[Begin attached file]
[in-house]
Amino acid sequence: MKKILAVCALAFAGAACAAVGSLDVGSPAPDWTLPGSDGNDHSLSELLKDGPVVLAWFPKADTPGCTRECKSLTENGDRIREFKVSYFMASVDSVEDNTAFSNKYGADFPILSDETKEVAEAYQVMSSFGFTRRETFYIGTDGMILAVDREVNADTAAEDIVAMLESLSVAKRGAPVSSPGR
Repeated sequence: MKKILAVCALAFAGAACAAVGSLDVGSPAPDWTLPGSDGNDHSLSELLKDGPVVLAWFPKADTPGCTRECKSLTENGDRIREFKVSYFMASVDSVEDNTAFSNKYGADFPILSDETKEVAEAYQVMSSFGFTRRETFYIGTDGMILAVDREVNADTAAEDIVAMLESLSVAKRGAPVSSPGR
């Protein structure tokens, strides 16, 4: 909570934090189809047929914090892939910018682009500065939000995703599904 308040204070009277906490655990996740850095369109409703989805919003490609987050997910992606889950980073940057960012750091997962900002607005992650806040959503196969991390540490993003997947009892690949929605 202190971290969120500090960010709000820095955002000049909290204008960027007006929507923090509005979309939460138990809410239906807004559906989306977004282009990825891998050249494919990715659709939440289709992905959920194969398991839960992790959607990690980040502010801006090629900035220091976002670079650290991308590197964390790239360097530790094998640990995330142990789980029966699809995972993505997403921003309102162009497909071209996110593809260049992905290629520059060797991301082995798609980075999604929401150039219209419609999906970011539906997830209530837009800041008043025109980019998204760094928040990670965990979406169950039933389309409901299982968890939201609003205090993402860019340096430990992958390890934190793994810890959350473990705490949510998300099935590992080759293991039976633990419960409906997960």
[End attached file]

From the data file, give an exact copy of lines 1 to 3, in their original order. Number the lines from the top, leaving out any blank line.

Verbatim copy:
[in-house]
Amino acid sequence: MKKILAVCALAFAGAACAAVGSLDVGSPAPDWTLPGSDGNDHSLSELLKDGPVVLAWFPKADTPGCTRECKSLTENGDRIREFKVSYFMASVDSVEDNTAFSNKYGADFPILSDETKEVAEAYQVMSSFGFTRRETFYIGTDGMILAVDREVNADTAAEDIVAMLESLSVAKRGAPVSSPGR
Repeated sequence: MKKILAVCALAFAGAACAAVGSLDVGSPAPDWTLPGSDGNDHSLSELLKDGPVVLAWFPKADTPGCTRECKSLTENGDRIREFKVSYFMASVDSVEDNTAFSNKYGADFPILSDETKEVAEAYQVMSSFGFTRRETFYIGTDGMILAVDREVNADTAAEDIVAMLESLSVAKRGAPVSSPGR